Since late June eight horses have died from the Hendra virus and dozens of people who made contact with sick horses are now being tested. While rare in humans, the few known cases of Hendra infections have seen people unwell with influenza-like illness, occasionally progressing to high fever, convulsions and death.
Today’s Cairns Post front page
Experts say there are still major gaps in their knowledge of the spread and transmission of the virus, but are warning horse owners and the public to be vigilant and understand what they can do to limit the outbreak. Crikey spoke to Australian Veterinary Association president Barry Smith for clarification …
How does Hendra spread?
Fruit bats are the natural hosts of Hendra, so the virus is carried by the bats but has little effect on them. We know the bats pass the virus through their bodily secretions; so any feces, saliva or bodily fluids they excrete could potentially be carrying Hendra. Horses usually pick up Hendra by ingesting infected material or breathing it in by a droplet. From there, the virus can be present in the horse for several days before they show any signs of illness, and that is the real problem. Horses can be excreting the virus for days before it becomes obvious they are infected. People then contract the virus in much the same way horses do, by coming in contact with excretion or breathing it in in by a droplet.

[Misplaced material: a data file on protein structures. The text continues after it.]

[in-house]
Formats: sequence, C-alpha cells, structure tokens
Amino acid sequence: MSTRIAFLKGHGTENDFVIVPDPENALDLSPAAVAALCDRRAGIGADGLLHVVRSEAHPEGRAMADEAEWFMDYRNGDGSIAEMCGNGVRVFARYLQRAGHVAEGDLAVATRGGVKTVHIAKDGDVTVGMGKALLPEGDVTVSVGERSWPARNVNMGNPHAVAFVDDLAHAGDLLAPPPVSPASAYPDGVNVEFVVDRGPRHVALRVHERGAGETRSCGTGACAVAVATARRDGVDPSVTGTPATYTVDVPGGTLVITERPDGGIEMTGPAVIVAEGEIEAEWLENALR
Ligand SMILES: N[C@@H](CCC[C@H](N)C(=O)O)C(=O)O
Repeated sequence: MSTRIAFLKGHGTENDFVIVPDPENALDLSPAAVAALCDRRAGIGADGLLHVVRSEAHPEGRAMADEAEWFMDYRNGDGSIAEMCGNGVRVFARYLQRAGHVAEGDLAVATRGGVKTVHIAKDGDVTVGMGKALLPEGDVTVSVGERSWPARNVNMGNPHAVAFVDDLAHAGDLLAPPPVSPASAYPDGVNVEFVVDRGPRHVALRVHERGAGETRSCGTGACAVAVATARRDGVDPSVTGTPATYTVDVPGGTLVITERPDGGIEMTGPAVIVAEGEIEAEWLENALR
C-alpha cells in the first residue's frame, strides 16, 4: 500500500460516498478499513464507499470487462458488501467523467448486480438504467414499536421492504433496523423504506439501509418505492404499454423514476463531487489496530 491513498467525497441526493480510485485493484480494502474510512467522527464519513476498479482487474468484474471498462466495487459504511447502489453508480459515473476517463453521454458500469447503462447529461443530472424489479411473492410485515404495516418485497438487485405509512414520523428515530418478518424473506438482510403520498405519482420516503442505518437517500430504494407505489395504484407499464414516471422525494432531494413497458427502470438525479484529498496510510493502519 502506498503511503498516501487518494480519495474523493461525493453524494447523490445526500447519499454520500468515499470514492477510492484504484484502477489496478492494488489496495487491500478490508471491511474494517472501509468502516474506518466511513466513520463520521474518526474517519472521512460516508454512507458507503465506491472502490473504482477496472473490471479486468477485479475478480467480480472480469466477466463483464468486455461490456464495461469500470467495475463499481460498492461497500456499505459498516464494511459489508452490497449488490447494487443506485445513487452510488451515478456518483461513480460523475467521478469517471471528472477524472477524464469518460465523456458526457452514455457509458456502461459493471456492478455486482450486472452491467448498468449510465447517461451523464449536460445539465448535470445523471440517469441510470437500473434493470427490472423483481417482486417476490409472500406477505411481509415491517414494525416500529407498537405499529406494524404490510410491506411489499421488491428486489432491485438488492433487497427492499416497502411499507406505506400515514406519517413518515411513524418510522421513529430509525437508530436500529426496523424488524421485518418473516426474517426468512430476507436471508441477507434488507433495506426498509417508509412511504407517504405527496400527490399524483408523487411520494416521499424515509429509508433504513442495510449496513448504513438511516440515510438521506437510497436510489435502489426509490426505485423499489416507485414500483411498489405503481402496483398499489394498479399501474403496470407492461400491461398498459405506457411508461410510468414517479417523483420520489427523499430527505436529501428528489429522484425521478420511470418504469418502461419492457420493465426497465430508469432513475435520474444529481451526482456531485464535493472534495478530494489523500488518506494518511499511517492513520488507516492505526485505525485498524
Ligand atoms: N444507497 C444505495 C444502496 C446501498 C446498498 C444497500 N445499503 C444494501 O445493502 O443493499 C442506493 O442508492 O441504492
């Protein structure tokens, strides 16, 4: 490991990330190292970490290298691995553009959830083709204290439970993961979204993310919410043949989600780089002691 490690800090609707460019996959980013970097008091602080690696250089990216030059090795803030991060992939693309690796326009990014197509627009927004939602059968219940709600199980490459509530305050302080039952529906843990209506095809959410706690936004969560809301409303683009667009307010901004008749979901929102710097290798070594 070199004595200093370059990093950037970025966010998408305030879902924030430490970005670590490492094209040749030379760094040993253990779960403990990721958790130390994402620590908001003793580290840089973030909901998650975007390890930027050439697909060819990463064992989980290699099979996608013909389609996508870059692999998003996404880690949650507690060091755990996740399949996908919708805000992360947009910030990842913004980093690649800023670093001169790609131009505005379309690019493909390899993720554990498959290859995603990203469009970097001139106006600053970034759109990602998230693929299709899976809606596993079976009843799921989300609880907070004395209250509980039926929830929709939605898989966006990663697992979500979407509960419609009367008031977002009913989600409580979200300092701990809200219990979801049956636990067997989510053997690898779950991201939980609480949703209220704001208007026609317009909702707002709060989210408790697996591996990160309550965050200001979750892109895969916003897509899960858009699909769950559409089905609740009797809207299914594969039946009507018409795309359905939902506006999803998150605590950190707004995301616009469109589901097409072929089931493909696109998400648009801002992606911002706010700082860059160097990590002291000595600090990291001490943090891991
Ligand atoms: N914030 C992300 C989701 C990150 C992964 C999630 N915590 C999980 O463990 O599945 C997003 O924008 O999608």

Are we in control of Hendra?
That’s a good question. At this point it’s hard to give a definitive answer. Up until this year we would have had a different story to tell, but the recent outbreak of the virus has been unprecedented.
There seems to have been a change in the way the virus spreads; for some reason it has changed, and at this point we don’t know why. There are still a lot of gaps in our knowledge.
Is a bat cull the best way to contain the virus?
Flying foxes are a very mobile animal, and they fly all across Australia. We know that from north-west Queensland they can fly to Papua New Guinea, so it would be extraordinarily difficult to attempt a cull, and once a local population of bats is taken out there is nothing to stop new bats flying back in. Furthermore bats are important to pollination of plants and there would be a significant ecological cost to destroying bat populations.
How can we contain the spread of the virus?
Because we can’t control where and how far bats fly it is almost impossible to contain Hendra. Some time next year we may have a vaccine available for horses, but there is still a lot of work to do on that front.
How much risk does Hendra pose to those outside the horse industry in NSW and Queensland?
It is important people are made aware that the virus is out there and it is a risk. At the moment there have only been spillovers into Queensland and NSW, but due to the wide movements of fruit bats there is a possibility the virus could spread to other areas.
What can we do to minimise the risk of contracting Hendra?
At this point we need people to watch their personal hygiene and be careful around horses. Horse owners should look at getting a vet to check out any sick horses and do a risk assessment of their stock. The season for Hendra infections usually lasts from May to November, so there is still a long way to go in the season and people need to be vigilant.